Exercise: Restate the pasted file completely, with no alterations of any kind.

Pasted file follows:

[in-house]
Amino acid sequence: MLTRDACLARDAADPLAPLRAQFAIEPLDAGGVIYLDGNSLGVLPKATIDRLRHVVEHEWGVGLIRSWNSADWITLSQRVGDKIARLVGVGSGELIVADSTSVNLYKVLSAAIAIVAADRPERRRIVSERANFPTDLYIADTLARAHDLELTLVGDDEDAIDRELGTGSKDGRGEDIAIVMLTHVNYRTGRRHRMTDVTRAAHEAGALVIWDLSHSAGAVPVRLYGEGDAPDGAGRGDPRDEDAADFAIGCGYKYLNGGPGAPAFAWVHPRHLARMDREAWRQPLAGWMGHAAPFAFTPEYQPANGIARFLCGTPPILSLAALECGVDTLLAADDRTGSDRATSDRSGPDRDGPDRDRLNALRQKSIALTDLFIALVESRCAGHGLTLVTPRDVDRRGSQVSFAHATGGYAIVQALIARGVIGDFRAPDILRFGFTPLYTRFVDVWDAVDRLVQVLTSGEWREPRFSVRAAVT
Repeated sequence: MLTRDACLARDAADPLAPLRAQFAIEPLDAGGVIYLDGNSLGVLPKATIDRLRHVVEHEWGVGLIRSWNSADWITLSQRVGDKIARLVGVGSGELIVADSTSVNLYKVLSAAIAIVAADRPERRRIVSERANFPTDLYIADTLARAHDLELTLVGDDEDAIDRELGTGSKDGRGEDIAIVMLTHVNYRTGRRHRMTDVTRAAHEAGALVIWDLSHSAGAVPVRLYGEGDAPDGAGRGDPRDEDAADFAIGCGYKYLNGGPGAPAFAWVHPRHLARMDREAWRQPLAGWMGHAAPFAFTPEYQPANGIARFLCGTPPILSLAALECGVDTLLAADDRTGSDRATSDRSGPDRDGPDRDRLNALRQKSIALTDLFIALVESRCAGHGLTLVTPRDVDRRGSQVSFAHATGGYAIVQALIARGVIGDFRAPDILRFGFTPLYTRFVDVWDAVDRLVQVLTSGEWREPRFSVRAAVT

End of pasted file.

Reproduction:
[in-house]
Amino acid sequence: MLTRDACLARDAADPLAPLRAQFAIEPLDAGGVIYLDGNSLGVLPKATIDRLRHVVEHEWGVGLIRSWNSADWITLSQRVGDKIARLVGVGSGELIVADSTSVNLYKVLSAAIAIVAADRPERRRIVSERANFPTDLYIADTLARAHDLELTLVGDDEDAIDRELGTGSKDGRGEDIAIVMLTHVNYRTGRRHRMTDVTRAAHEAGALVIWDLSHSAGAVPVRLYGEGDAPDGAGRGDPRDEDAADFAIGCGYKYLNGGPGAPAFAWVHPRHLARMDREAWRQPLAGWMGHAAPFAFTPEYQPANGIARFLCGTPPILSLAALECGVDTLLAADDRTGSDRATSDRSGPDRDGPDRDRLNALRQKSIALTDLFIALVESRCAGHGLTLVTPRDVDRRGSQVSFAHATGGYAIVQALIARGVIGDFRAPDILRFGFTPLYTRFVDVWDAVDRLVQVLTSGEWREPRFSVRAAVT
Repeated sequence: MLTRDACLARDAADPLAPLRAQFAIEPLDAGGVIYLDGNSLGVLPKATIDRLRHVVEHEWGVGLIRSWNSADWITLSQRVGDKIARLVGVGSGELIVADSTSVNLYKVLSAAIAIVAADRPERRRIVSERANFPTDLYIADTLARAHDLELTLVGDDEDAIDRELGTGSKDGRGEDIAIVMLTHVNYRTGRRHRMTDVTRAAHEAGALVIWDLSHSAGAVPVRLYGEGDAPDGAGRGDPRDEDAADFAIGCGYKYLNGGPGAPAFAWVHPRHLARMDREAWRQPLAGWMGHAAPFAFTPEYQPANGIARFLCGTPPILSLAALECGVDTLLAADDRTGSDRATSDRSGPDRDGPDRDRLNALRQKSIALTDLFIALVESRCAGHGLTLVTPRDVDRRGSQVSFAHATGGYAIVQALIARGVIGDFRAPDILRFGFTPLYTRFVDVWDAVDRLVQVLTSGEWREPRFSVRAAVT